I actually implemented a hack similar to this in JRuby, whereby you could specify that all calls within a given scope or file should have an additional dispatch step that checks for installed namespaces. It was largely just decorating the call nodes in the AST with additional logic that only fired when a namespace was active. Not hard to add, really.
The biggest questions I've had with regards to namespacing are:
* How do you define the scope? Keep in mind that Ruby scopes are only partially determined at compile time, and constant lookups (for example) are not resolved until runtime * How do you know what code should see the namespacing? Should it be all code downthread from a namespacing call, or should it be only code local to some Ruby structure (file, module, block)
Groovy is the only language I know of that has attempted to implement this sort of namespacing, using a "downthread" approach, and I know it's caused them a lot of problems over time.
rogerdpack wrote: > How? By remembering 'in namespace xyz, I have previously defined a go > method' and assuming that that's the one they really want.
Ok, I get it. This is a completely static implementation of namespaces. There would be no dynamic aspect to it at all; not like method or constant lookup in the least. It's just a scheme for rewriting method names. I think this could work pretty well, and should have no performance problems. Tho adding yet another scheme for name lookup disturbs me... the method and constant lookup rules are hard enough to keep track of already.
> Groovy is the only language I know of that has attempted to implement > this sort of namespacing, using a "downthread" approach, and I know > it's caused them a lot of problems over time.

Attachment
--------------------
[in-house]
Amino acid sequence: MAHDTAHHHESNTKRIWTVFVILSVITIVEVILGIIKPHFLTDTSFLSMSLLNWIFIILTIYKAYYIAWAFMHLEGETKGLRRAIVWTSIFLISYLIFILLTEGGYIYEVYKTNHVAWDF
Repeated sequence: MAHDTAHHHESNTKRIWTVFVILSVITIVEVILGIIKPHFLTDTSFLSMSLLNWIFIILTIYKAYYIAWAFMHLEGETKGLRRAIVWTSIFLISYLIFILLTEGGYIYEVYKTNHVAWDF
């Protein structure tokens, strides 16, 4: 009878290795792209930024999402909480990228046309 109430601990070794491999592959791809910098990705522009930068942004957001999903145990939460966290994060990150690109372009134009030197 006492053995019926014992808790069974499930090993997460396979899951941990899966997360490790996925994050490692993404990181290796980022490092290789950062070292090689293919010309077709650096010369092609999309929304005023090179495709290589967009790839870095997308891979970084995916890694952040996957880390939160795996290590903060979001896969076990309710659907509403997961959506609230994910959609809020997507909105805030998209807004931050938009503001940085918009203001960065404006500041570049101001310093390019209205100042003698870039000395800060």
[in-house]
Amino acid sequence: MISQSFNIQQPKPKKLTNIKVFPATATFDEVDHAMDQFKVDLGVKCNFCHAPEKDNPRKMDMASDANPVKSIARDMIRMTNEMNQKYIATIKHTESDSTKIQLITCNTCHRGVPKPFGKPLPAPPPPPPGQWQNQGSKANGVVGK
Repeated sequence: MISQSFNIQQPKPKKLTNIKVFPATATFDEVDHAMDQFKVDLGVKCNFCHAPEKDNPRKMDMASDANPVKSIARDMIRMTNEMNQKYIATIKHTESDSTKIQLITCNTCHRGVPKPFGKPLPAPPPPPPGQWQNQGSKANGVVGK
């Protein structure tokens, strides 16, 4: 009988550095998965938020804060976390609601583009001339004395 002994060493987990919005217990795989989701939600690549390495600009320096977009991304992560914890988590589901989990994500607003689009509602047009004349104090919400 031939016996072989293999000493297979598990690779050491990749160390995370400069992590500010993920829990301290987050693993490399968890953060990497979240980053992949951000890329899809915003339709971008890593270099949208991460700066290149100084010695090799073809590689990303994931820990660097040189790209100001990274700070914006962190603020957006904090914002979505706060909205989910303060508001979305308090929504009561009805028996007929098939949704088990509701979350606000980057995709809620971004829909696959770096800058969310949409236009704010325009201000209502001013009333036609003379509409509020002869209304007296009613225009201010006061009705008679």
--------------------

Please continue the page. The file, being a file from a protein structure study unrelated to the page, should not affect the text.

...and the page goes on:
Yeah, no, that's a real bad idea, I can see. You don't want arbitrary code that you call to be affected by the namespace of the caller.
All the attempts to add namespaces to ruby so far ahve had performance problems. And tho I think a sufficiently sophisticated implementation could implement namespaces with no performance drawbacks, it just hasn't happened yet.
On Fri, Jun 18, 2010 at 11:46 AM, Roger Pack <rogerdp...@gmail.com> wrote: >> namespace Foo >> Bar.new.baz #gets rewritten to Bar.new.bar_namespace_Foo >> Bar.new.quux #does not get rewritten; no method quux previously defined in namespace Foo >> end
> Yeah that's right, for that style. except it would be > baz_namespace_Foo I suppose.
The important thing to remember here is that Ruby has very little static syntax right now, so this would be somewhat unique.
Class definitions in Ruby are not really static class definitions; they're just opening (and possibly instantiating) a Class object and running code against it. Same goes for Modules and constants defined anywhere; they can't be sorted out statically ahead-of-time (the best you can do is guess based on standard patterns).
In JRuby we've had to deal with this to support compiling Ruby into Java classes. Specifically, we have started to support translating the "apparent" static structure of a Ruby class into the equivalent Java class structure, without actually running the code. It's tweaky, though, and it's easy to walk off the edge of what we can support statically.
The namespacing stuff you're talking about would definitely be nice to have statically supported, but statically propagating it across files leads right back into the same problems...since Ruby files know nothing of each other until runtime.
It's a hard problem, and part of the reason I haven't said more about it or tried to implement more prototypes is because I haven't found a solution that doesn't have a lot of ugly warts. I suspect Matz is in the same boat...